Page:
Tuesday, July 14, 2015

University of Edinburugh New College Library

            Today we went to the University of Edinburgh New College Library.  It began in 1843 because of the formation of the Free Church of Scotland’s New College.  The library has over 250,000 volumes and is one of the largest theological libraries in the United Kingdom.  In their beginnings, they asked for book donations from women, private individuals, authors, and publishers and in their first year, they received 10,000 books.  In 1936, the library opened in its current building which was a church, they repurposed the pews from the church as shelves, and they have furniture from the 1930s in use.  In the library, they have self-issuing machines and five floors of materials.  Of those materials, only 60% of the items are online in their catalog and most of that are special collections. 

            For our tour there, we were in one group at the beginning where we were given a brief history of the library and the building that it is in now.  Then we were split up in to two groups: one group to stay behind and look at the special collections items that they pulled for us and the other group to get a tour of three of the five floors.  I was in the first group so I was able to see The Book of Common Prayer from 1637, the Galileo: Dialogus de Systemate Mundi from 1663, an historical geography of the Old and New Testament from 1809 which has a unicorn in the picture (at the bottom of the second picture), Calvin: Institutes of Christian Religion from 1536, and more.  Then we switched with the other group.  Our tour started on the first floor where our tour guide showed us the periodicals which are still used and demanded by patrons which is pretty awesome because most patrons in other libraries that we have seen prefer online resources rather than print resources.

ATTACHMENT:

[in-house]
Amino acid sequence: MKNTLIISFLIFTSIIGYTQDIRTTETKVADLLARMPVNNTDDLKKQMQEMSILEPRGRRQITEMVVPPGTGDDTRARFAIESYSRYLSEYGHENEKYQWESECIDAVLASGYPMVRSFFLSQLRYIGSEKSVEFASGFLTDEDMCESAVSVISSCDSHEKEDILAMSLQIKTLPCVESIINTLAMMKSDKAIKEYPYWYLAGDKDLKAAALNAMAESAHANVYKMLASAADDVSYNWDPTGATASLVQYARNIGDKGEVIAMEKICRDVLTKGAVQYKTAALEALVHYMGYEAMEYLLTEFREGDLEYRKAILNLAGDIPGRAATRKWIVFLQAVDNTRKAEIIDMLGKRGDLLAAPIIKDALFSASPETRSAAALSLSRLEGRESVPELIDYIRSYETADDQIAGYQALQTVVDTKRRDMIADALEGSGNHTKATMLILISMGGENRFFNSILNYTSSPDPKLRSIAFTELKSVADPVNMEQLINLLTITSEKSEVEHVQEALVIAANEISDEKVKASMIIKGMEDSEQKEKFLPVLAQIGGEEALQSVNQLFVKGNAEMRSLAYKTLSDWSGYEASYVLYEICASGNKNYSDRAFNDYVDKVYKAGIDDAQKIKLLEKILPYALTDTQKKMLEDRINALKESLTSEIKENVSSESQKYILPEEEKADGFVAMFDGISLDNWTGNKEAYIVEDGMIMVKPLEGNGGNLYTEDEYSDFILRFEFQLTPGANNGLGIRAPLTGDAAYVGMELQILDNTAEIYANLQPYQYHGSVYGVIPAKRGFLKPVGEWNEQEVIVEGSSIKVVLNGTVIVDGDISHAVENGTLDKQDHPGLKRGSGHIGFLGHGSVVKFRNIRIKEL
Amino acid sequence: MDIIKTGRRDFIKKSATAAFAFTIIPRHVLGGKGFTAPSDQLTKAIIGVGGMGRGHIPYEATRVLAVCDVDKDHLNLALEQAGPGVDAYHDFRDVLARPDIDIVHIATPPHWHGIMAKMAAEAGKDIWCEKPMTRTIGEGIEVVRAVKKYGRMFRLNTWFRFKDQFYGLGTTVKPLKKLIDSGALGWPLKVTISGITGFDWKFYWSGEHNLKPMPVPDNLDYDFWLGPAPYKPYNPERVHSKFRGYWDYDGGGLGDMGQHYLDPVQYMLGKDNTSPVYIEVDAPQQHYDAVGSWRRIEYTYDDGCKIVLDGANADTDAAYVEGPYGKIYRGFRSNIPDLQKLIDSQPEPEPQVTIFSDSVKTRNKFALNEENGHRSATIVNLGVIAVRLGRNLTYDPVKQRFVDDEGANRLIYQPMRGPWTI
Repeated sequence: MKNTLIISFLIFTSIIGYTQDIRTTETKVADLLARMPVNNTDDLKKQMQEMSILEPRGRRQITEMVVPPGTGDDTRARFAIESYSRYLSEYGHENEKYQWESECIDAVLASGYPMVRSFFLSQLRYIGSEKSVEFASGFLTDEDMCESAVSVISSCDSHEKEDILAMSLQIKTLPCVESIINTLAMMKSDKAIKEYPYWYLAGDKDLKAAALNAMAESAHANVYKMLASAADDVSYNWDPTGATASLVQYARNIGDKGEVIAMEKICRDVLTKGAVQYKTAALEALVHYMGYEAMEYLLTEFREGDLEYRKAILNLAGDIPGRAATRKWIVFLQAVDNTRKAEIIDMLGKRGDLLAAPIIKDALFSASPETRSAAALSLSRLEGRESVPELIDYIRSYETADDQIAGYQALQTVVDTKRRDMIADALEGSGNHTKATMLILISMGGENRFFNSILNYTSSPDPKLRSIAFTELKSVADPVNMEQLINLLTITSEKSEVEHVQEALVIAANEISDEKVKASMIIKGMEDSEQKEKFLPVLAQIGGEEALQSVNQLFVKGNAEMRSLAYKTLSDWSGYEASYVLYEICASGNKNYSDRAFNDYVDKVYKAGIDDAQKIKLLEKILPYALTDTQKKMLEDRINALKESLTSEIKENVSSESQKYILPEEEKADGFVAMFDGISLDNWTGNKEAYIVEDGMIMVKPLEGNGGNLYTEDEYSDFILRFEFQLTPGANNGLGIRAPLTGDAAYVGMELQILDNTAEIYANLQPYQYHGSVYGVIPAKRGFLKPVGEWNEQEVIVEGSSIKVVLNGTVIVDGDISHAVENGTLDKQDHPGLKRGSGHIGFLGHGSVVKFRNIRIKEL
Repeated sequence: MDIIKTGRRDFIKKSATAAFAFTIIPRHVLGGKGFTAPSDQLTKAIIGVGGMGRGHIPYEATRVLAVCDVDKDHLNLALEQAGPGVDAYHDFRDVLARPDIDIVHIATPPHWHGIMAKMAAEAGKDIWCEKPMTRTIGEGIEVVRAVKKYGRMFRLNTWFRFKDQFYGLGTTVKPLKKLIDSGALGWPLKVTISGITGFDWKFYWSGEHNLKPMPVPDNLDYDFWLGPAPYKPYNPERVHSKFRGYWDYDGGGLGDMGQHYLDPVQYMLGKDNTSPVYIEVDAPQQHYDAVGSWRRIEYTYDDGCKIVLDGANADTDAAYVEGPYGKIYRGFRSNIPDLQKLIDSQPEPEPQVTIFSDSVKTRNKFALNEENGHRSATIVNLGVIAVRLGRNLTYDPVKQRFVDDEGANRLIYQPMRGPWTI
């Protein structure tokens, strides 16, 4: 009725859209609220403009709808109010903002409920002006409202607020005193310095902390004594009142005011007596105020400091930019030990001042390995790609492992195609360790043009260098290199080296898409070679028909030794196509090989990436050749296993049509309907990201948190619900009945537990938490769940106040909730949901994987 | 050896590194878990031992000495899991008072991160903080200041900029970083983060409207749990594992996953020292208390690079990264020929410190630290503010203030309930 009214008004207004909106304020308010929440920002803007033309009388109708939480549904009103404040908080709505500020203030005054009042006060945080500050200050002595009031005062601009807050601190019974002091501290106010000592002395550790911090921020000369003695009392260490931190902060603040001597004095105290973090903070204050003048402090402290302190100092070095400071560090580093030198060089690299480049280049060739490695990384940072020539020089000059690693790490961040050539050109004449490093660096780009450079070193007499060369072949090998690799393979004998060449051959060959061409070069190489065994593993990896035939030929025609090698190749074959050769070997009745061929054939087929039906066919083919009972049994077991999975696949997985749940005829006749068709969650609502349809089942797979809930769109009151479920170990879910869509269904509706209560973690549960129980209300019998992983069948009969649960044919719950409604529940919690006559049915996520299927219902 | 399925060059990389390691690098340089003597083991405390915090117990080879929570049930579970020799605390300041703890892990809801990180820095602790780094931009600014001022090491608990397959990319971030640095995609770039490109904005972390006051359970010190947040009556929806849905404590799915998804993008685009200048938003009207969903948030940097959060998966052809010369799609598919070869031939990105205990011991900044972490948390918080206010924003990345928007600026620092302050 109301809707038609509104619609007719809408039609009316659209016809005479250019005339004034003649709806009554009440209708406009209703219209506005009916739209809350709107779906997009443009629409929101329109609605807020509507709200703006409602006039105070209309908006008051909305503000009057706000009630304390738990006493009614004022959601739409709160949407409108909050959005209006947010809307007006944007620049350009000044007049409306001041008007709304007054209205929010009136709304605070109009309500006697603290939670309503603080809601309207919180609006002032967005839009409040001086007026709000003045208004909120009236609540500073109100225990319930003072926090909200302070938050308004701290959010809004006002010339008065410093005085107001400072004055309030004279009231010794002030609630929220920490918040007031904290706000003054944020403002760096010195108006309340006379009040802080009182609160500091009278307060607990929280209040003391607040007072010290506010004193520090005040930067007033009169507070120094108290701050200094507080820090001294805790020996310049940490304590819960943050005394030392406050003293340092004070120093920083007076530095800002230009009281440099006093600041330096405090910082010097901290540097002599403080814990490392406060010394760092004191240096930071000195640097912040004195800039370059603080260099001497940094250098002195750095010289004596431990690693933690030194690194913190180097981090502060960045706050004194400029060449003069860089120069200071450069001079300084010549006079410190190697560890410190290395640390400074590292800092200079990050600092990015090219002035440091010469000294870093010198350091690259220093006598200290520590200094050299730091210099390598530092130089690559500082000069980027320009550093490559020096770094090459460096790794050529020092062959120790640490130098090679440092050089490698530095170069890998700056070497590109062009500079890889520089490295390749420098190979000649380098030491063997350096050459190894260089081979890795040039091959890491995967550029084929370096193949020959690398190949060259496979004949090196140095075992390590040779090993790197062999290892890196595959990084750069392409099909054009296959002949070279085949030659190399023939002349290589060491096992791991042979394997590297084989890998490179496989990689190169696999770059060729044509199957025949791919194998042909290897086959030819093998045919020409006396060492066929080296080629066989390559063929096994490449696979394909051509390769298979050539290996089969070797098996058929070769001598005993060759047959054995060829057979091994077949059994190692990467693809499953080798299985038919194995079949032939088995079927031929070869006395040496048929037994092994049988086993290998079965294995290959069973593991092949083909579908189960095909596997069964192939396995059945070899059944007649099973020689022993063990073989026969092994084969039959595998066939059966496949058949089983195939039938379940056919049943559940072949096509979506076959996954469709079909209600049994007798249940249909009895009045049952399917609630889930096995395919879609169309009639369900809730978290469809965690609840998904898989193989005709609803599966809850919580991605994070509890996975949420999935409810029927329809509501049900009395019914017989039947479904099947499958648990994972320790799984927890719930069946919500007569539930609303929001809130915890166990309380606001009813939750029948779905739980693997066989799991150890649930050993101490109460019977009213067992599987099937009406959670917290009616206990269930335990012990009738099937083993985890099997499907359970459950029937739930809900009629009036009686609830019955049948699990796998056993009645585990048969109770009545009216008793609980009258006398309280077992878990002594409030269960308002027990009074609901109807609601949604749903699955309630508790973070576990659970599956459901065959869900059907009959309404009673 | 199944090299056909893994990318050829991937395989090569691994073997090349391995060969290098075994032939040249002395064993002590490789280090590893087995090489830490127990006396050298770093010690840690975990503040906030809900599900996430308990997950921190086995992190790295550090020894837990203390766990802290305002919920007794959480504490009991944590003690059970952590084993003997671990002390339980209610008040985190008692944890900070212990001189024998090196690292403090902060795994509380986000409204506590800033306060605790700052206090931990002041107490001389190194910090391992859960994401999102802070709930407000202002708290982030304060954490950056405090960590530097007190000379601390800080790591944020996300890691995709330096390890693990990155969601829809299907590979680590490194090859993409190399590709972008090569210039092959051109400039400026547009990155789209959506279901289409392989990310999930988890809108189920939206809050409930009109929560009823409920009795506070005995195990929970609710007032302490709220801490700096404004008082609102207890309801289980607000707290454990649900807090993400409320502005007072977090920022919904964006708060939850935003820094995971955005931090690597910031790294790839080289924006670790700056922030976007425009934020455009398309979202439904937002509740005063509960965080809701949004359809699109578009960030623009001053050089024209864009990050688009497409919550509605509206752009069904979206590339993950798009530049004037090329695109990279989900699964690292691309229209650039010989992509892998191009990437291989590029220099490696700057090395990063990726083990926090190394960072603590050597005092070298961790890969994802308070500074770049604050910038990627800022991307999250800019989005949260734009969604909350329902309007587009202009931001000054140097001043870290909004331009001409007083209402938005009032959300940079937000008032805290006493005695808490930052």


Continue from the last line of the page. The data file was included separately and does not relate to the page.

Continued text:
Next on our tour, we went down one floor to view the stacks.  The stacks are made into the framework so they cannot move the stacks or change them without putting the building in danger.  This also goes for the floor below it that we looked at.  This is unfortunate because they cannot change it to add more storage for books so they have to store their books at an outside storage facility.  However, they have to find a new one because their current outside storage is full. 
            The best thing about visiting this library was being able to hear about the patrons wanting to come in and use the periodicals rather than viewing them online. 

No comments:

Post a Comment